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A Morning reflection by Antonie
December 25, 2010

The theme of faithfulness danced its way through my time of reflection this morning. I thought of the
old hymn, “Great is thy faithfulness” and it brought tears to my eyes when I arose to see the daily
example of the unchanging faithfulness of God. The sunrise appeared in its glorious steadfast example
of faithfulness. Some mornings we are often fortunate enough to hear the herald of the sunrise with the
rooster’s crow. I thought of God’s “object lessons” in nature; in His creation, of the steadfast faithfulness
He wants us to observe. We might erect buildings reaching to the sky to block it out or sleep through
its faithful appearing but hard as we try to ignore it, it remains. For me, it shows His great love for each
of us. The example of faithfulness in the sunrise/sunset, reminded me of the scene in “Fiddler on the
Roof,” as Tevye’s family and friends sing at his daughter’s wedding. This leads us to another object
lesson God has designed for us in that of the marriage bond. The sunrise/sunset and marriage have a
common feature; they were God’s design for His creation and speak of His unchanging nature. Both
are reflective of what faithfulness is and if we follow God’s example, we realize there is a way to live in
harmony with one another. God’s commitment to us, His creation says it all.





Why Words Can Hurt - by Antonie and Rosie Beth - October, 2008

Ephesians 4:29 "Let no corrupt communication proceed out of your mouth, but that which is good to the use of edifying, that it may minister grace unto the hearers."

Definition of verbal abuse

Verbal abuse, the pre-cursor of emotional abuse is a negative behavior involving the use of language directed toward another.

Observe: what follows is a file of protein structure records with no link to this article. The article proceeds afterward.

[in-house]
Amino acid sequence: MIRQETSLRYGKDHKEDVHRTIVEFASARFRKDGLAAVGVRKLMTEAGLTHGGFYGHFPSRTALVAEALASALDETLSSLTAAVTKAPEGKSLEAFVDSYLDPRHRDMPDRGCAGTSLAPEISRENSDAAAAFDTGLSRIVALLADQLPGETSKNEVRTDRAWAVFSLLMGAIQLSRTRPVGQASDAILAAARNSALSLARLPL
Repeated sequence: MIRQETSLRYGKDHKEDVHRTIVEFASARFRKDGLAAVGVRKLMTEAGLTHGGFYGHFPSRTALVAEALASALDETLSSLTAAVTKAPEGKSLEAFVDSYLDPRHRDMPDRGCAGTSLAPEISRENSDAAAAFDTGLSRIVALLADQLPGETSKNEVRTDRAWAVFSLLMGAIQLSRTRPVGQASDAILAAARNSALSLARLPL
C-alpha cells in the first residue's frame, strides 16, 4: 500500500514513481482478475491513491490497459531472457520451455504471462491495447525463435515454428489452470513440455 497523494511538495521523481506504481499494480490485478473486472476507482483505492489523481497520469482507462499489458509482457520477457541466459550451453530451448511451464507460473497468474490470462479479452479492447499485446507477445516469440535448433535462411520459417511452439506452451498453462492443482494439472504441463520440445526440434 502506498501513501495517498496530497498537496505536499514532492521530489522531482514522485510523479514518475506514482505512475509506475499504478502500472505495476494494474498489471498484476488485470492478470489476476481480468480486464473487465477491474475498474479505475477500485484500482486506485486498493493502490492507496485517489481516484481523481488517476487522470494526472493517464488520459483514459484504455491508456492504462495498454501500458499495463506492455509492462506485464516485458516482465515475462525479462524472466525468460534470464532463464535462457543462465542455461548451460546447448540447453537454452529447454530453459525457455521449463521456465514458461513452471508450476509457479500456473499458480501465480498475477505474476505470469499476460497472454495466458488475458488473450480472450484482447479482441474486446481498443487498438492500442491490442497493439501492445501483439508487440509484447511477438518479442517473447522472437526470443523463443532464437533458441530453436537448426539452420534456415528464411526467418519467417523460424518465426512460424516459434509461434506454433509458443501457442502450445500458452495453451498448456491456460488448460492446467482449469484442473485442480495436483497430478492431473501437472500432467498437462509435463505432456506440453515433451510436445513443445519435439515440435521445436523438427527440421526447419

It is likely that the verbal abuser suffers from a personality disorder. The verbal abuser often has poor coping skills, poor self-esteem, and will target those closest to them. The abuser controls their victim through demeaning remarks designed to lower self-esteem and can cause depression and post traumatic stress for the victim.

Emotional abuse is ALWAYS verbal abuse first. You must first hear something in order to emotionally respond. This is abuse in its most basic and subtle form.

Red Flags to Look For in a Potential Relationship

There are three progressive phases of verbal abuse. The phases are as follows:

1. The Bum’s Rush - finds the abuser a charming and intensely loving individual who has the ability to literally sweep you off your feet with their attention and affection. You find yourself believing it is all too good to be true and it is. They tend to usurp a great deal of your time and desire to make long range plans designed to manipulate (suck you in) emotionally. While you may be thinking they are very good listeners as you share your strengths and weaknesses, what is happening is they are gaining information about you which they will later likely use against you. This is all in the guise of caring for you, but in reality, it is a method of control and manipulation. This sets you up for the next two phases.

Verbal abusers tend to like warm and nurturing individuals and migrate toward caretakers. Perhaps these individuals appear to be vulnerable and easy prey for the verbal abuser.